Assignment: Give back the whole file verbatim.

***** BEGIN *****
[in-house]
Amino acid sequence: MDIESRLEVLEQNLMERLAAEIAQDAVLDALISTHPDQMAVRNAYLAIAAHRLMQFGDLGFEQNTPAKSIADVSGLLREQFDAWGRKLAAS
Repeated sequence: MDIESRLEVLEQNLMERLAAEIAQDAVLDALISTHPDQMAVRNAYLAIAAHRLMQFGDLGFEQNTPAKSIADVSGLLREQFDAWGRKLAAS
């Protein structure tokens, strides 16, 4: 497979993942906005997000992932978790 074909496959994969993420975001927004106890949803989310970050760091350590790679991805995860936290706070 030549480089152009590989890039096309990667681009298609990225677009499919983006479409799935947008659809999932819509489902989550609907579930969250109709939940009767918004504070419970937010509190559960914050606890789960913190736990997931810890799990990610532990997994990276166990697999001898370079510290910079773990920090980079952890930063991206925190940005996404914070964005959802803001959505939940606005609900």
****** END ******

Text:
[in-house]
Amino acid sequence: MDIESRLEVLEQNLMERLAAEIAQDAVLDALISTHPDQMAVRNAYLAIAAHRLMQFGDLGFEQNTPAKSIADVSGLLREQFDAWGRKLAAS
Repeated sequence: MDIESRLEVLEQNLMERLAAEIAQDAVLDALISTHPDQMAVRNAYLAIAAHRLMQFGDLGFEQNTPAKSIADVSGLLREQFDAWGRKLAAS
């Protein structure tokens, strides 16, 4: 497979993942906005997000992932978790 074909496959994969993420975001927004106890949803989310970050760091350590790679991805995860936290706070 030549480089152009590989890039096309990667681009298609990225677009499919983006479409799935947008659809999932819509489902989550609907579930969250109709939940009767918004504070419970937010509190559960914050606890789960913190736990997931810890799990990610532990997994990276166990697999001898370079510290910079773990920090980079952890930063991206925190940005996404914070964005959802803001959505939940606005609900």